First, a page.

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How the world is failing Syria's 2 million refugees
Every 15 seconds, someone flees Syria. And they don't have a lot of great options on where to go.
Hundreds of thousands of Syrians are trying to put a bloody civil war in their rearview mirrors.
Hundreds of thousands of Syrians are trying to put a bloody civil war in their rearview mirrors. AP Photo/Hadi Mizban
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very day the president spends trying to rally support in Congress for a military strike against Syria, an average of 5,000 refugees will flee the country, according to the United Nations High Commissioner for Refugees (UNHCR). That is about one person every 15 seconds.

On Tuesday, the UNHCR announced that 2 million Syrians had become refugees due to the violence of the last two and a half years, a staggering jump from 230,670 a year ago. Around half of them are believed to be children, and three quarters of those are under the age of 11.

Those estimates might even be too low. Pete Garratt, disaster manager for the British Red Cross, told CNN, "The true figure is likely to be higher," as many refugees don't register because "they may be afraid of any form of authority."

Their five main destinations, in order of the number of refugees accepted: Lebanon (716,000), Jordan (515,000), Turkey (460,000), Iraq (168,000), and Egypt (110,000).

Many of these refugees live in large camps run by the UNHCR like Za'atari, in Jordan, which jumped from a population of a few hundred in July 2012 to more than 120,000 today. While safer than the frontlines, the UNHCR's own self-evaluation found the camp to be "lawless in many ways" with organized crime rampant and resources "constantly stolen or vandalized."

Part of the problem: Humanitarian agencies have only received 47 percent of the funds they were promised to "meet basic refugee needs."

That is putting a lot of economic and political pressure on Syria's five neighbors, which have absorbed 97 percent of the refugees. One Jordanian official told The New Yorker's David Remnick that "the scale of the influx is equivalent to 33 million Canadians or Mexicans entering the United States."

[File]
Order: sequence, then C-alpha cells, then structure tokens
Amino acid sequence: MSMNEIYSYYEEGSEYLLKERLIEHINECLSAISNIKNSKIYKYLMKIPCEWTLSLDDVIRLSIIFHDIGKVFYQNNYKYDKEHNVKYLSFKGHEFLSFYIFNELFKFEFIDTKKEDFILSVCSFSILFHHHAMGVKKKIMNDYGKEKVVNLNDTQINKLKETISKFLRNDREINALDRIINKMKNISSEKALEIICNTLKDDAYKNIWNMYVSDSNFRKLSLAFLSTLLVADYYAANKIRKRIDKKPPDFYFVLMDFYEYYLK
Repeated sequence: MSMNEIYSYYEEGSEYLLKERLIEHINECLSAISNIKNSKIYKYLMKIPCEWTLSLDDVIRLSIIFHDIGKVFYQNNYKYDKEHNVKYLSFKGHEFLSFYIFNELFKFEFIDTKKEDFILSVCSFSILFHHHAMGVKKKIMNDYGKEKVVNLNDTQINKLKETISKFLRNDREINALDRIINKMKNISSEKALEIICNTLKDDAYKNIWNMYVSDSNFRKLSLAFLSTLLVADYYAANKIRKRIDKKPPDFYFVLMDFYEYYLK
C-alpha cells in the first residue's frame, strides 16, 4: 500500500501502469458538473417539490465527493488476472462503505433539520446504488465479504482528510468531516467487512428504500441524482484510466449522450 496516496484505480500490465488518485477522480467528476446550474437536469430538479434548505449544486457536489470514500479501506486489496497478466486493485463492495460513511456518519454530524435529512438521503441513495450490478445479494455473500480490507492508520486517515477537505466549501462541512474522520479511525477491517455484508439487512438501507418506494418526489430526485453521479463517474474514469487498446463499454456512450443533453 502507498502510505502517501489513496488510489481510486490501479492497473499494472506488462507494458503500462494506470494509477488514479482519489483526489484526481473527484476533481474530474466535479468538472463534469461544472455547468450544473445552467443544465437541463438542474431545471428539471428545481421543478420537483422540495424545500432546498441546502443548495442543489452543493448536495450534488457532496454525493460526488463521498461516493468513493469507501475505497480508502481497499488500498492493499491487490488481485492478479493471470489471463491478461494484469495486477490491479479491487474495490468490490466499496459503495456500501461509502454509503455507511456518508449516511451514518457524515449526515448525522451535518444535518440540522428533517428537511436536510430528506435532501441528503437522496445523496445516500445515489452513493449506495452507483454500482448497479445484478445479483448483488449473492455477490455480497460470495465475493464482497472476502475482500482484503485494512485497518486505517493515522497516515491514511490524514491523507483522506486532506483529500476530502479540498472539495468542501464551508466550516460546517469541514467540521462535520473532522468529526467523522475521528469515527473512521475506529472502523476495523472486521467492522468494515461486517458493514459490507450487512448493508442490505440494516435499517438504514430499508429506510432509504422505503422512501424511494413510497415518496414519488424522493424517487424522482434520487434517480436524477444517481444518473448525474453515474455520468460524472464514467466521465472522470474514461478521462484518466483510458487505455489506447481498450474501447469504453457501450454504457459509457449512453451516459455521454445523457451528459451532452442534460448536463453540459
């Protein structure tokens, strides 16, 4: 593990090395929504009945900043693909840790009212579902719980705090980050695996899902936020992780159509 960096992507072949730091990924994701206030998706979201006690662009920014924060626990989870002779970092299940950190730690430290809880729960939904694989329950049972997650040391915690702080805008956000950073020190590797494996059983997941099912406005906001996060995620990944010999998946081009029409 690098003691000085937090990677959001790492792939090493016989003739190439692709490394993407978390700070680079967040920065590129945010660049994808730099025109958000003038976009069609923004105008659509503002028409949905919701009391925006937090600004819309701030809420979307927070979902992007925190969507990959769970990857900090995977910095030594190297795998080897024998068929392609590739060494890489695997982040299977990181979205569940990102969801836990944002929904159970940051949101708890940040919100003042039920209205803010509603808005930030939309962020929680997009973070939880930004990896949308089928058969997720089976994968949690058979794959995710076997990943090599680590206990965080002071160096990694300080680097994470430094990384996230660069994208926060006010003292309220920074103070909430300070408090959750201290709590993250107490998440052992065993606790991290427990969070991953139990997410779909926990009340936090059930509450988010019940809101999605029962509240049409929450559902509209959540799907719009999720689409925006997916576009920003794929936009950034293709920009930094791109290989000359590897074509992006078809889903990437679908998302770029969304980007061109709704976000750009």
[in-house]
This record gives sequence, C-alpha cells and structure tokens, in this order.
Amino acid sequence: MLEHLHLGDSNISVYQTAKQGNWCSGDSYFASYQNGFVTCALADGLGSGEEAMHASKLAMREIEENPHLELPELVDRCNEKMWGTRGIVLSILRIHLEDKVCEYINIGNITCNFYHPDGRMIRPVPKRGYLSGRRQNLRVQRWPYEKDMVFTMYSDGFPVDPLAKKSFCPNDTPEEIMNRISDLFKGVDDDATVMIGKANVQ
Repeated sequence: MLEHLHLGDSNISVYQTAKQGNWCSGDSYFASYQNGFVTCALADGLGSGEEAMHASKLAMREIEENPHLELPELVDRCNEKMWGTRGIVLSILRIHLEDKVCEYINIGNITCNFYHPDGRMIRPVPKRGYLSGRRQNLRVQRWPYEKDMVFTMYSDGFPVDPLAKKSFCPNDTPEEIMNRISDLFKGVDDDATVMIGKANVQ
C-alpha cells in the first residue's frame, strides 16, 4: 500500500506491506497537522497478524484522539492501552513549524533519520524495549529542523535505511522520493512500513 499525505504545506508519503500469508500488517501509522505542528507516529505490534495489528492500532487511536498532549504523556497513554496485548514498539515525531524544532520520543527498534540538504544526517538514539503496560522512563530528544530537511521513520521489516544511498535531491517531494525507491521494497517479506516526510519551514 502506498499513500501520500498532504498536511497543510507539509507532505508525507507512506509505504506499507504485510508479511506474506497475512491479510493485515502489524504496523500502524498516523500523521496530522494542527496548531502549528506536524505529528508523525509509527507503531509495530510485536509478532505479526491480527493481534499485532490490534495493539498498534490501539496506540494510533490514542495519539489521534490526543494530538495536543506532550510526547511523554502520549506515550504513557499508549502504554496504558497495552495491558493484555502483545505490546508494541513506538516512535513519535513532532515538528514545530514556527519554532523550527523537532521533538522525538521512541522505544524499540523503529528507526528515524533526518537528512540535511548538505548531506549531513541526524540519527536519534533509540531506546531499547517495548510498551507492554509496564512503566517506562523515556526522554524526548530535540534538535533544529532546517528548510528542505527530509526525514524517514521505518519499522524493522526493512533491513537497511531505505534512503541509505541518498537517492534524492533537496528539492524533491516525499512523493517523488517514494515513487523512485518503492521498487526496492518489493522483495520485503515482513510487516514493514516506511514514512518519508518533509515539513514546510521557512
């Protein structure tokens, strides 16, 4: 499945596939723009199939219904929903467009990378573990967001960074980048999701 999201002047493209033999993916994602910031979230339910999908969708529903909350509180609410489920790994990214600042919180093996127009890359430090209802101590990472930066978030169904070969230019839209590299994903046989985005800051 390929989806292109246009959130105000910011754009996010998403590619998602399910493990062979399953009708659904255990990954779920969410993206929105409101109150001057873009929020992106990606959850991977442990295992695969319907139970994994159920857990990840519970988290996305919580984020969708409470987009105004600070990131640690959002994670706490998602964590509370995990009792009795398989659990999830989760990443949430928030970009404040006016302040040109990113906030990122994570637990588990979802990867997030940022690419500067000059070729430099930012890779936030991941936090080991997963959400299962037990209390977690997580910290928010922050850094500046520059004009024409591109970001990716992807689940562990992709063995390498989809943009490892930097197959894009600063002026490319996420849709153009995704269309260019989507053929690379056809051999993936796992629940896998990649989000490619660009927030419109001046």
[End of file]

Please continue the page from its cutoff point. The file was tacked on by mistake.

Some camps in Iraq — which is home to 9 percent of the Syrian refugee population but only 6 percent of the humanitarian funding — are so full that people have been turned away, forced to find shelter in nearby cities and towns, or even risk their lives by returning to Syria.

"The lack of funding in northern Iraq is causing unnecessary hardship and is putting the lives of refugees in danger," Rebecca Gang of the International Rescue Committee wrote in The Guardian, noting that refugees on their own often lack access to basic sanitation and health-care services, as well as education for their children.

So what is the solution to the refugee crisis? Sweden is helping alleviate the pressure on Syria's neighbors by becoming the first EU country to offer permanent residency to refugees from the conflict.

Leftist Indian historian and journalist Vijay Prashad argues that other countries in the region should put the politics of the war aside and focus on how to handle the growing influx of refugees, calling for the formation of a Regional Syrian Refugee Crisis Conference where the "practical matters of relief" can be discussed before the conflict is resolved.

In the long run, the lack of funding for humanitarian organizations and the dearth of countries willing to accept Syrian refugees could lead to bigger problems down the road, claimed António Guterres, the U.N. high commissioner for refugees.

"These countries need massive support from the international community to be able to cope with the challenge," he told The New York Times. "If that support does not materialize, the risks of instability in the Middle East will dramatically increase."

Keith Wagstaff is a staff writer at TheWeek.com covering politics and current events. He has previously written for such publications as TIME, Details, VICE, and the Village Voice.

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